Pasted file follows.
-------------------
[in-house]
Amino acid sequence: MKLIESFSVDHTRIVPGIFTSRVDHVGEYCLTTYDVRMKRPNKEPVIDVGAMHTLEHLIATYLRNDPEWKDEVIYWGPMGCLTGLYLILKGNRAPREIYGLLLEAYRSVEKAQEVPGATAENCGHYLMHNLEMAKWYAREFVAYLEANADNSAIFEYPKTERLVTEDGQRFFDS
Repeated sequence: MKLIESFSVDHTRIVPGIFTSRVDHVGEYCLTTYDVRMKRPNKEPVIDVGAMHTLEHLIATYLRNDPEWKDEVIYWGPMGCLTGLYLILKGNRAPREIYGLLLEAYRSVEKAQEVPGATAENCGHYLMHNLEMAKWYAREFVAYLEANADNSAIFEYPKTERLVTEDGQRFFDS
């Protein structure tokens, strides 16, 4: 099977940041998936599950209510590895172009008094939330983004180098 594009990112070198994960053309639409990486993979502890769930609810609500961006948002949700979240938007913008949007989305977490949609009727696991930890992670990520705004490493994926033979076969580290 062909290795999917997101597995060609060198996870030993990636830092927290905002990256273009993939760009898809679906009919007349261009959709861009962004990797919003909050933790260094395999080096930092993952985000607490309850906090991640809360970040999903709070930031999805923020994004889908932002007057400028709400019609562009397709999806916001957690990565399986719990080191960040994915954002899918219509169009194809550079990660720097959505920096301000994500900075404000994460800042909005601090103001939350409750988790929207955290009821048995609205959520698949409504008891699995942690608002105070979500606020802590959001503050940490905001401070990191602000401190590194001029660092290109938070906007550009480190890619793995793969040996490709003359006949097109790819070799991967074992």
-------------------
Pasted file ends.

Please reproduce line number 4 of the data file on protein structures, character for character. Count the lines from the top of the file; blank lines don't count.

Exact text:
């Protein structure tokens, strides 16, 4: 099977940041998936599950209510590895172009008094939330983004180098 594009990112070198994960053309639409990486993979502890769930609810609500961006948002949700979240938007913008949007989305977490949609009727696991930890992670990520705004490493994926033979076969580290 062909290795999917997101597995060609060198996870030993990636830092927290905002990256273009993939760009898809679906009919007349261009959709861009962004990797919003909050933790260094395999080096930092993952985000607490309850906090991640809360970040999903709070930031999805923020994004889908932002007057400028709400019609562009397709999806916001957690990565399986719990080191960040994915954002899918219509169009194809550079990660720097959505920096301000994500900075404000994460800042909005601090103001939350409750988790929207955290009821048995609205959520698949409504008891699995942690608002105070979500606020802590959001503050940490905001401070990191602000401190590194001029660092290109938070906007550009480190890619793995793969040996490709003359006949097109790819070799991967074992």